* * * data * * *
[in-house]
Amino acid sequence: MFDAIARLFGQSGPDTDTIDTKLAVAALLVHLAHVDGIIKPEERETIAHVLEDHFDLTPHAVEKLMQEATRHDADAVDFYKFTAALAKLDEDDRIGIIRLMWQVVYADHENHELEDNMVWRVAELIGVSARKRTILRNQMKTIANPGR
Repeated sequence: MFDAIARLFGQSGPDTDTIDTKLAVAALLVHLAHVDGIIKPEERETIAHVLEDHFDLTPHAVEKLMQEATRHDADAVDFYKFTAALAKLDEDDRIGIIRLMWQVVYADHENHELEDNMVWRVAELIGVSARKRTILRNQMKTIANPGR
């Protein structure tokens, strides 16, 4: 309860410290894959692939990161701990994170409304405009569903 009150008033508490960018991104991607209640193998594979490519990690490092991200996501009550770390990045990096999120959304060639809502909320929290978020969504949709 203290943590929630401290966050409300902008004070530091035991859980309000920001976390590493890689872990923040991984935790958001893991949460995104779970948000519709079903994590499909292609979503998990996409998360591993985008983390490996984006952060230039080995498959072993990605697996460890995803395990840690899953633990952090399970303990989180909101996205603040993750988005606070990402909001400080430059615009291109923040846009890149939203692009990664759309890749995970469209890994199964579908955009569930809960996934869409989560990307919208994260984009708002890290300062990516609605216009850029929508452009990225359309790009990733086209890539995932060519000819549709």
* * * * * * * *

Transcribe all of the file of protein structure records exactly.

[in-house]
Amino acid sequence: MFDAIARLFGQSGPDTDTIDTKLAVAALLVHLAHVDGIIKPEERETIAHVLEDHFDLTPHAVEKLMQEATRHDADAVDFYKFTAALAKLDEDDRIGIIRLMWQVVYADHENHELEDNMVWRVAELIGVSARKRTILRNQMKTIANPGR
Repeated sequence: MFDAIARLFGQSGPDTDTIDTKLAVAALLVHLAHVDGIIKPEERETIAHVLEDHFDLTPHAVEKLMQEATRHDADAVDFYKFTAALAKLDEDDRIGIIRLMWQVVYADHENHELEDNMVWRVAELIGVSARKRTILRNQMKTIANPGR
């Protein structure tokens, strides 16, 4: 309860410290894959692939990161701990994170409304405009569903 009150008033508490960018991104991607209640193998594979490519990690490092991200996501009550770390990045990096999120959304060639809502909320929290978020969504949709 203290943590929630401290966050409300902008004070530091035991859980309000920001976390590493890689872990923040991984935790958001893991949460995104779970948000519709079903994590499909292609979503998990996409998360591993985008983390490996984006952060230039080995498959072993990605697996460890995803395990840690899953633990952090399970303990989180909101996205603040993750988005606070990402909001400080430059615009291109923040846009890149939203692009990664759309890749995970469209890994199964579908955009569930809960996934869409989560990307919208994260984009708002890290300062990516609605216009850029929508452009990225359309790009990733086209890539995932060519000819549709």